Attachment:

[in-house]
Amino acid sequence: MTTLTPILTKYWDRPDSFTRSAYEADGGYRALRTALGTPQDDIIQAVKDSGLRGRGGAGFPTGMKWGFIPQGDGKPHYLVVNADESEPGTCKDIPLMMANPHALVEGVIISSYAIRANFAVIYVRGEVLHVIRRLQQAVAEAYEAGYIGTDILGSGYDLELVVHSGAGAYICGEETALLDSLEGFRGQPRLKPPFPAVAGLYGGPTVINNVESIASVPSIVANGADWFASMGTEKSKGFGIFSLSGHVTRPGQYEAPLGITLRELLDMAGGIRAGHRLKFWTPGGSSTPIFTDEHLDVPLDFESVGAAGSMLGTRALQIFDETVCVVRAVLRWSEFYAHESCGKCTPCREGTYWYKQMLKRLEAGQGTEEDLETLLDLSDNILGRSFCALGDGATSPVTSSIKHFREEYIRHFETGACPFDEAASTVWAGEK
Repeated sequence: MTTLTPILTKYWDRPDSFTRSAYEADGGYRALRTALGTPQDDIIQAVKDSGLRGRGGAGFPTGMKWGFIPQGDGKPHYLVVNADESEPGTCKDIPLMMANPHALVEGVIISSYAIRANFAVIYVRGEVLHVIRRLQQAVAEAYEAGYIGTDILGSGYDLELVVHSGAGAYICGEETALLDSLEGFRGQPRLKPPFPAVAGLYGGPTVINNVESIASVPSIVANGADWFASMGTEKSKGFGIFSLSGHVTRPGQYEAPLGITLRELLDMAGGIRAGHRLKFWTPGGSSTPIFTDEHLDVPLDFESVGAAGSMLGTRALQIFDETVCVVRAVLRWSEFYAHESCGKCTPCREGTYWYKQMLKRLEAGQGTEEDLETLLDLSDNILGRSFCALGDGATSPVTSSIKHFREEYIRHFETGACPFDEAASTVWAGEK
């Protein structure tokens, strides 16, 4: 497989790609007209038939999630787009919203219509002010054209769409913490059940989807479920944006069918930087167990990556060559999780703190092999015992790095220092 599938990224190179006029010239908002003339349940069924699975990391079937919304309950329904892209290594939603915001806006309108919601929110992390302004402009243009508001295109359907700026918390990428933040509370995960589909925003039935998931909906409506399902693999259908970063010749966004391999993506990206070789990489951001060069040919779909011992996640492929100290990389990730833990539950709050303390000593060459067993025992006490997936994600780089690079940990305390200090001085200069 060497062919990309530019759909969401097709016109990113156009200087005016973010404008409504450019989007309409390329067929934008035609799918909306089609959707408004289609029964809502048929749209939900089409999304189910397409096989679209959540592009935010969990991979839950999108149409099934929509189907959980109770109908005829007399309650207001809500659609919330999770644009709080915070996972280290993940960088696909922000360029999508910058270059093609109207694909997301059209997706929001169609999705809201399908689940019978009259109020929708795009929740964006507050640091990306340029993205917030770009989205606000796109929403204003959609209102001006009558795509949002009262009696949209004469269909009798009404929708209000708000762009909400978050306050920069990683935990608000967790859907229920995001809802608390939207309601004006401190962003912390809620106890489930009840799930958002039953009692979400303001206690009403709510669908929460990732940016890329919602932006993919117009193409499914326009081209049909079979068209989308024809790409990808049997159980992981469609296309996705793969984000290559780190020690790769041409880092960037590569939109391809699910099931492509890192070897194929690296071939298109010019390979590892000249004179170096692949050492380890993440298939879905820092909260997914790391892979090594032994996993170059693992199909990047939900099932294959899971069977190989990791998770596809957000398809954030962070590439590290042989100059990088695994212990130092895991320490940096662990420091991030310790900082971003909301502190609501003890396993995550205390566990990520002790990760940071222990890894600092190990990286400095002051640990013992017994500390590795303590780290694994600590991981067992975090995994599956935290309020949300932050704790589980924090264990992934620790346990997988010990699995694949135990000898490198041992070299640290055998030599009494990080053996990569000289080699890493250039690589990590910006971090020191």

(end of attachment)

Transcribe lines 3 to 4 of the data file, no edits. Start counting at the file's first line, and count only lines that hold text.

Repeated sequence: MTTLTPILTKYWDRPDSFTRSAYEADGGYRALRTALGTPQDDIIQAVKDSGLRGRGGAGFPTGMKWGFIPQGDGKPHYLVVNADESEPGTCKDIPLMMANPHALVEGVIISSYAIRANFAVIYVRGEVLHVIRRLQQAVAEAYEAGYIGTDILGSGYDLELVVHSGAGAYICGEETALLDSLEGFRGQPRLKPPFPAVAGLYGGPTVINNVESIASVPSIVANGADWFASMGTEKSKGFGIFSLSGHVTRPGQYEAPLGITLRELLDMAGGIRAGHRLKFWTPGGSSTPIFTDEHLDVPLDFESVGAAGSMLGTRALQIFDETVCVVRAVLRWSEFYAHESCGKCTPCREGTYWYKQMLKRLEAGQGTEEDLETLLDLSDNILGRSFCALGDGATSPVTSSIKHFREEYIRHFETGACPFDEAASTVWAGEK
């Protein structure tokens, strides 16, 4: 497989790609007209038939999630787009919203219509002010054209769409913490059940989807479920944006069918930087167990990556060559999780703190092999015992790095220092 599938990224190179006029010239908002003339349940069924699975990391079937919304309950329904892209290594939603915001806006309108919601929110992390302004402009243009508001295109359907700026918390990428933040509370995960589909925003039935998931909906409506399902693999259908970063010749966004391999993506990206070789990489951001060069040919779909011992996640492929100290990389990730833990539950709050303390000593060459067993025992006490997936994600780089690079940990305390200090001085200069 060497062919990309530019759909969401097709016109990113156009200087005016973010404008409504450019989007309409390329067929934008035609799918909306089609959707408004289609029964809502048929749209939900089409999304189910397409096989679209959540592009935010969990991979839950999108149409099934929509189907959980109770109908005829007399309650207001809500659609919330999770644009709080915070996972280290993940960088696909922000360029999508910058270059093609109207694909997301059209997706929001169609999705809201399908689940019978009259109020929708795009929740964006507050640091990306340029993205917030770009989205606000796109929403204003959609209102001006009558795509949002009262009696949209004469269909009798009404929708209000708000762009909400978050306050920069990683935990608000967790859907229920995001809802608390939207309601004006401190962003912390809620106890489930009840799930958002039953009692979400303001206690009403709510669908929460990732940016890329919602932006993919117009193409499914326009081209049909079979068209989308024809790409990808049997159980992981469609296309996705793969984000290559780190020690790769041409880092960037590569939109391809699910099931492509890192070897194929690296071939298109010019390979590892000249004179170096692949050492380890993440298939879905820092909260997914790391892979090594032994996993170059693992199909990047939900099932294959899971069977190989990791998770596809957000398809954030962070590439590290042989100059990088695994212990130092895991320490940096662990420091991030310790900082971003909301502190609501003890396993995550205390566990990520002790990760940071222990890894600092190990990286400095002051640990013992017994500390590795303590780290694994600590991981067992975090995994599956935290309020949300932050704790589980924090264990992934620790346990997988010990699995694949135990000898490198041992070299640290055998030599009494990080053996990569000289080699890493250039690589990590910006971090020191």